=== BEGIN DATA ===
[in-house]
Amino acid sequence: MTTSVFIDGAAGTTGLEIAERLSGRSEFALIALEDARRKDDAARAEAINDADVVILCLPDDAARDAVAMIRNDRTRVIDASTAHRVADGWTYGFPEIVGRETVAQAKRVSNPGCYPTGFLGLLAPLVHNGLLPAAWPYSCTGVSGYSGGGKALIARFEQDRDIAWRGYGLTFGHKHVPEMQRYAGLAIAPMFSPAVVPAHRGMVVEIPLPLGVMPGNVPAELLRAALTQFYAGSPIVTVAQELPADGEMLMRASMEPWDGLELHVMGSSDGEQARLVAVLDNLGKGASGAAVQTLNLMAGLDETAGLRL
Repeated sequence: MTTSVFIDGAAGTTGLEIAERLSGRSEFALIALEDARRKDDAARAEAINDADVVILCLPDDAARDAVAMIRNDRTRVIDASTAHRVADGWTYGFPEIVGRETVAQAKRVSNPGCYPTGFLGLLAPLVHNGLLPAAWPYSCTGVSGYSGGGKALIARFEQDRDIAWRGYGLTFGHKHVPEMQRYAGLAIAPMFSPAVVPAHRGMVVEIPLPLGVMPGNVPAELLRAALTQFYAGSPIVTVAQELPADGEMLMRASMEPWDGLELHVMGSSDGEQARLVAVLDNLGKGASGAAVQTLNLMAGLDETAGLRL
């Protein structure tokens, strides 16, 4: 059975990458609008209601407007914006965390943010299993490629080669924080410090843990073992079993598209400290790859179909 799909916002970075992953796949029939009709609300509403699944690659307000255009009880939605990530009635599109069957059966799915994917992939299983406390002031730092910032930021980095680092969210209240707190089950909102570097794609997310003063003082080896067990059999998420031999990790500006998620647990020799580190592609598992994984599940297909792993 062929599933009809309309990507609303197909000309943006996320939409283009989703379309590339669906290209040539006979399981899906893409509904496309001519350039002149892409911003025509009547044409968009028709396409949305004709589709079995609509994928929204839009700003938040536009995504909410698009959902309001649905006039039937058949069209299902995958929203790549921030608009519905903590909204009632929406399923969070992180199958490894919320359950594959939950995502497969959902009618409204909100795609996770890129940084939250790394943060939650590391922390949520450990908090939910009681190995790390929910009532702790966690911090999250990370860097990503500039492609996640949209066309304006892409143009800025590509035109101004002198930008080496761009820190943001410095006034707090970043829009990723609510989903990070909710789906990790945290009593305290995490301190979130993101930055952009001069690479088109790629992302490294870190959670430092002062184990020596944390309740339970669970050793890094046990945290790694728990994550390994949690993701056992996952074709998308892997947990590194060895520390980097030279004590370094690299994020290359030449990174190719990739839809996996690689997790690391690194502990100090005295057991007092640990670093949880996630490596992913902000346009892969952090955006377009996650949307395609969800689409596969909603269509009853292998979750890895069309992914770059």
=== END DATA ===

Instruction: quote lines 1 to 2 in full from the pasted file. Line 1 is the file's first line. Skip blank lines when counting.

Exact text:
[in-house]
Amino acid sequence: MTTSVFIDGAAGTTGLEIAERLSGRSEFALIALEDARRKDDAARAEAINDADVVILCLPDDAARDAVAMIRNDRTRVIDASTAHRVADGWTYGFPEIVGRETVAQAKRVSNPGCYPTGFLGLLAPLVHNGLLPAAWPYSCTGVSGYSGGGKALIARFEQDRDIAWRGYGLTFGHKHVPEMQRYAGLAIAPMFSPAVVPAHRGMVVEIPLPLGVMPGNVPAELLRAALTQFYAGSPIVTVAQELPADGEMLMRASMEPWDGLELHVMGSSDGEQARLVAVLDNLGKGASGAAVQTLNLMAGLDETAGLRL